Earlier this year, a poll found that 36 percent of college students said safe spaces “are absolutely necessary.” Those students might be in trouble when it comes to finding a job after they graduate, especially if they’re heading into business.
Some leaders in industry say students won’t find a safe space in the real world. That’s the takeaway from a recent article in Crain’s Detroit Business.
Mary Kramer writes she recently posted the following query on LinkedIn: “So what happens when some newly minted grads — those accustomed to “politically correct” campus life and episodes of blocking speakers whose views they oppose — enter a multi-generational workforce?”
The responses she received indicate those students might face a tough adjustment.
From the article:
“They will have to adapt or perish,” offered Ray Byers, who retired from Ford Motor Co. after nearly four decades. “In the world of big business, there will be no time for ‘safe zones.’ ”
Veteran food and beverage manager Eric Djordjevic, president of the Epicurean Group, observes that some — clearly not the majority — of younger hires believe they are entitled to a utopian workplace. And though Djordjevic prizes engaging the team in decisions that affect them, “unfortunately, at the end of the day, running a business can’t always be a democracy,” he said. “Always worrying about disrupting feelings/entitlements leads to mediocrity in pleasing everyone, which will ultimately drive away your most creative and talented people.”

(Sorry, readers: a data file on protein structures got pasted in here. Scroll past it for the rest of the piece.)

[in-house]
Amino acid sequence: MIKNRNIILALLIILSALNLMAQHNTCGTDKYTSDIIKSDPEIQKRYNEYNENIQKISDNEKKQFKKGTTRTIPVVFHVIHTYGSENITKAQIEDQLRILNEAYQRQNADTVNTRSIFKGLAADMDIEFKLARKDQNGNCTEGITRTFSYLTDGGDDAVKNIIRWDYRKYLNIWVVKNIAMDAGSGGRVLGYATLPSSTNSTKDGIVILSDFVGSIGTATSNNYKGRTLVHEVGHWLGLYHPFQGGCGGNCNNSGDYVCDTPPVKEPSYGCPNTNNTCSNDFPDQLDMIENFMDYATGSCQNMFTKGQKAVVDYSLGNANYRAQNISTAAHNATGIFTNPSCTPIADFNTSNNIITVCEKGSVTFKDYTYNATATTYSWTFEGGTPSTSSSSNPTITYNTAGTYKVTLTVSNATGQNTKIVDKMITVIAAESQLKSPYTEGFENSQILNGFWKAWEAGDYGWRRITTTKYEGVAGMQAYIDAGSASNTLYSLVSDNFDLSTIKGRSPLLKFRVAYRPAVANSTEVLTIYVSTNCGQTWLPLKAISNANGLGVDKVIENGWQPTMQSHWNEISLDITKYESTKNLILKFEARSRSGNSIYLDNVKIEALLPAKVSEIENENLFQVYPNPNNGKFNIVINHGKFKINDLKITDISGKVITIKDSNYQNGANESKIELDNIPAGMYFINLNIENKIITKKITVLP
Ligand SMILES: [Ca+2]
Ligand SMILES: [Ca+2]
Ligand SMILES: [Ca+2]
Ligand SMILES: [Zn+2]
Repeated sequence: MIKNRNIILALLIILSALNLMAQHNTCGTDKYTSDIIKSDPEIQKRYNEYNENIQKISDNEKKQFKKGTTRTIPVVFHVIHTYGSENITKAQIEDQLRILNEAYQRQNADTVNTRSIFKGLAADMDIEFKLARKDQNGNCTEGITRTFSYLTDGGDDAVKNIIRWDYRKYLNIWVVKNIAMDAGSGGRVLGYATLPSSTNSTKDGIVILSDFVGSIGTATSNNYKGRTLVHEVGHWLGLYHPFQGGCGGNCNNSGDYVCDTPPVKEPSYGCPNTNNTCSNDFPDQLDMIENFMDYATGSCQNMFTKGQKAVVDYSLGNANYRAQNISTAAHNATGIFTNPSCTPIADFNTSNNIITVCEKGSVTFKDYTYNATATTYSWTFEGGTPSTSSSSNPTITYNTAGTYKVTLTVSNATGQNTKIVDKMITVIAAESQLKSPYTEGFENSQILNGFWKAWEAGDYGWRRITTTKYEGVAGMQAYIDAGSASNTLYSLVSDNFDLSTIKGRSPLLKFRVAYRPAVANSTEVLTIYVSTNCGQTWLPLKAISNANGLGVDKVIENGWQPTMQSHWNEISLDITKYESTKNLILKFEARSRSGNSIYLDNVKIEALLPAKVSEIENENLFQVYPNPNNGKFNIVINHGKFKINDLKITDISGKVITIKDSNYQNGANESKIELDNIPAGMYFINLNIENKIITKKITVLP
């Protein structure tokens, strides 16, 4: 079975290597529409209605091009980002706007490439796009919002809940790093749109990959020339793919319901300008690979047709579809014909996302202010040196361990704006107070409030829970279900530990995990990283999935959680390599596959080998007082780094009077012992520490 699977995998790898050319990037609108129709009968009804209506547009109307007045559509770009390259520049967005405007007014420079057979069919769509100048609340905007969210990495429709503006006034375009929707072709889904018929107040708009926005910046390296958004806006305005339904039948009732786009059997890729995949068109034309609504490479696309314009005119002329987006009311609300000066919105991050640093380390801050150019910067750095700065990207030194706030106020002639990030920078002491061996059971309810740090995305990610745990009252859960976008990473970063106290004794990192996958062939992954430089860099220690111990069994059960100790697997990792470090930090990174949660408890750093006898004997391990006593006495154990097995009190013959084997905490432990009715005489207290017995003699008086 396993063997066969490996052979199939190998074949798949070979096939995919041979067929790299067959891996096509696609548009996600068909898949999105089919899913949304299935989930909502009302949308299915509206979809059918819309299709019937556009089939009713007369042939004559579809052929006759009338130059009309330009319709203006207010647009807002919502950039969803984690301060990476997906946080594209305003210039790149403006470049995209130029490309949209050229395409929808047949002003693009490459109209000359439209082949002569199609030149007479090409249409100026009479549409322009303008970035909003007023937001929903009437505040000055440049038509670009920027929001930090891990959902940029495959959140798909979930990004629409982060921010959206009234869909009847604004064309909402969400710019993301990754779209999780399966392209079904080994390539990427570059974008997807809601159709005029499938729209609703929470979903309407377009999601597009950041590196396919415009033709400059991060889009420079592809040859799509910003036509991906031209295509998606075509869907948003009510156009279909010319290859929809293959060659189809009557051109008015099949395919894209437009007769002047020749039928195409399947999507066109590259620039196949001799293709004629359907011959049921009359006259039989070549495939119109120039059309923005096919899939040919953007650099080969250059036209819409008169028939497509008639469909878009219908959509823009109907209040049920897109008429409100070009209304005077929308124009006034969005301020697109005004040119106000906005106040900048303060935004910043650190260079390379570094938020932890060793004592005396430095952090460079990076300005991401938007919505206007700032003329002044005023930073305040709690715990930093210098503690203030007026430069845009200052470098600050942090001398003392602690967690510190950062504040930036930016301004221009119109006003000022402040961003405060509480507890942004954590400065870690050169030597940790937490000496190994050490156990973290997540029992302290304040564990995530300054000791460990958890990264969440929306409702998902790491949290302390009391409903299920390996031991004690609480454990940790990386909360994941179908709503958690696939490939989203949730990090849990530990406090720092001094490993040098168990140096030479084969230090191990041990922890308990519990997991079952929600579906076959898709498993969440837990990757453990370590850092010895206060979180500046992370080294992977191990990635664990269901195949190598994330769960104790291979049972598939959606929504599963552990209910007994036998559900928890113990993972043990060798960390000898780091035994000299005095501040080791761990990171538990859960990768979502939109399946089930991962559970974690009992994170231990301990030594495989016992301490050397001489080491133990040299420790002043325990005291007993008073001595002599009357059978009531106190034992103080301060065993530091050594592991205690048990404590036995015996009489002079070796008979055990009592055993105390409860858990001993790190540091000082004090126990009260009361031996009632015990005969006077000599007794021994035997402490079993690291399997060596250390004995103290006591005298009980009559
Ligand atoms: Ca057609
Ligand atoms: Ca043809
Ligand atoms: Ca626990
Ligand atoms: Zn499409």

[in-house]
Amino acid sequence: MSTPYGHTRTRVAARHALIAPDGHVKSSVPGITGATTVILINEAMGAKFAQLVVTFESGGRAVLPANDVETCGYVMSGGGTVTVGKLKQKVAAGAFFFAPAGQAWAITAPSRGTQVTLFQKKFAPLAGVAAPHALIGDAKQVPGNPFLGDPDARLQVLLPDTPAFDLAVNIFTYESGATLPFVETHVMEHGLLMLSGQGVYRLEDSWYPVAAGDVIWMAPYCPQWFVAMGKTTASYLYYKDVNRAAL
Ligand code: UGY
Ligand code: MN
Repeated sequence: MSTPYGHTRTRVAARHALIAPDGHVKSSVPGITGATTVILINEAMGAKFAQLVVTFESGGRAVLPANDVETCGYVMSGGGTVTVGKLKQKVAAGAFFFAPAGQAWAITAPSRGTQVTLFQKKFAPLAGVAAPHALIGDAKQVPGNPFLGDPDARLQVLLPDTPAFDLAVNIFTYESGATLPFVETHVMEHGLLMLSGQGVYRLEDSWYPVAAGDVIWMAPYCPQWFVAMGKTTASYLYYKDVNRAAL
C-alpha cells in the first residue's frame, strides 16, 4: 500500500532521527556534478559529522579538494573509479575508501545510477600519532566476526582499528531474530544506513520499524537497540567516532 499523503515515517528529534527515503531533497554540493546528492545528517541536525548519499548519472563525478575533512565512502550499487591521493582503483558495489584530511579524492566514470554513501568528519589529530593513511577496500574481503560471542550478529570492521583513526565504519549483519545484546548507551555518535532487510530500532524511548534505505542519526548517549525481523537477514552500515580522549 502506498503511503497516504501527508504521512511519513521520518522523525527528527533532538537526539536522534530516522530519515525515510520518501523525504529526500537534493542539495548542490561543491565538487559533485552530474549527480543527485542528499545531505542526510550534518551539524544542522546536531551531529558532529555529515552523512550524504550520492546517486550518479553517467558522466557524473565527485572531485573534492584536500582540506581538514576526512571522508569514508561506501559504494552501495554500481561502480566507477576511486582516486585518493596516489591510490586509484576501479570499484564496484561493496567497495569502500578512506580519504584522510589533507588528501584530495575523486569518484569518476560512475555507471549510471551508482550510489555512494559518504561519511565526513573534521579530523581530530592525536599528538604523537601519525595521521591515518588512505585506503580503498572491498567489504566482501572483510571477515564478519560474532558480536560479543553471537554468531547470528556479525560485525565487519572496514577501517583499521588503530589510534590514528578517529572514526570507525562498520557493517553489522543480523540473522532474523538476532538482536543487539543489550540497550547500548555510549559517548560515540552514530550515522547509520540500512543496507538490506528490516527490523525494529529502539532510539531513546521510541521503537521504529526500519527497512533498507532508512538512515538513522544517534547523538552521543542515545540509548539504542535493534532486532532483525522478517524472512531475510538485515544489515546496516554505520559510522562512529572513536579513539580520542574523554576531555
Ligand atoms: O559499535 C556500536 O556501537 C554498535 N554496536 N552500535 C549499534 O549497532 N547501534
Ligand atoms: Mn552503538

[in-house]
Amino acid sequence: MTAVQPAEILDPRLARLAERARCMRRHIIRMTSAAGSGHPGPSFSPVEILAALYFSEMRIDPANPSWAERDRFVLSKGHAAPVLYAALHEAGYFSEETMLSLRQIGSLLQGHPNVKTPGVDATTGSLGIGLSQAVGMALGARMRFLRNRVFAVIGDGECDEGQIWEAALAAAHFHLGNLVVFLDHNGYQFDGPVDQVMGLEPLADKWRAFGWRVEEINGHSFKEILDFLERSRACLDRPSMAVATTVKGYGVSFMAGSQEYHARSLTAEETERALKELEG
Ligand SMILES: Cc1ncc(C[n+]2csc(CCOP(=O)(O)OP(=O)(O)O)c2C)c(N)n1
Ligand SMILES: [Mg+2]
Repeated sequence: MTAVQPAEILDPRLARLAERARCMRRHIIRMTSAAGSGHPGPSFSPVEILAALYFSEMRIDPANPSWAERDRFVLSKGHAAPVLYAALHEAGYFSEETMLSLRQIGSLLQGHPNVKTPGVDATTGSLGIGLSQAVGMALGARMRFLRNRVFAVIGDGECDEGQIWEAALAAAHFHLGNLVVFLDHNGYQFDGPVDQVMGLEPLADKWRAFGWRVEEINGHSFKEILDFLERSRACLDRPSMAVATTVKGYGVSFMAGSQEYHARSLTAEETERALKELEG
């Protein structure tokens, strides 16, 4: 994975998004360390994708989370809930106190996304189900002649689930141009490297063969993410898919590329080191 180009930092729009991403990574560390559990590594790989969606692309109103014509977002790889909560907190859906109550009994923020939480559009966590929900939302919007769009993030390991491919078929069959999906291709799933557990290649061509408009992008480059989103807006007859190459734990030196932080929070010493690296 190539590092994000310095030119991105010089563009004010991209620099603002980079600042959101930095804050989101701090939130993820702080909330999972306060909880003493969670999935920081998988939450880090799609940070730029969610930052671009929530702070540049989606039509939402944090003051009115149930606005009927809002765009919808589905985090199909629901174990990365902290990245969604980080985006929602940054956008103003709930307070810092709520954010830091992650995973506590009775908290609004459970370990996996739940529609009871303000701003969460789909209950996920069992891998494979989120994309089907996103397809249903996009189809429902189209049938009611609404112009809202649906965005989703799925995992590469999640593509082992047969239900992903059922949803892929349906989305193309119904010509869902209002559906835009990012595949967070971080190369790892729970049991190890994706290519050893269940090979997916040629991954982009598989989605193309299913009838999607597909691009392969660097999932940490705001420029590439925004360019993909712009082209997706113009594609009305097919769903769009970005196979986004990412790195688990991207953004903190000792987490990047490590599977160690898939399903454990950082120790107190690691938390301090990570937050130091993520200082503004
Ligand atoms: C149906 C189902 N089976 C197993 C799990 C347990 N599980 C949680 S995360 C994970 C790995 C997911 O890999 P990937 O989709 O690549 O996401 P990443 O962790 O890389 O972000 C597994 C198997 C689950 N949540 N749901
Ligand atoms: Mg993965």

Kramer reflects backs on her own work experience and notes that even workplaces that aren’t necessarily “safe spaces” can provide valuable experiences for an employee:
I think back to the rough language and curmudgeonly behavior from workplace veterans in my first jobs in high school and college (clerking in a shoe store, working in a fast-food joint, running machines on a third shift in a factory and finally getting an internship in my chosen field of journalism) and wonder how today’s grads would handle such behavior. I learned a lot about people by managing relationships with peers — and watching my best and worst bosses’ behaviors.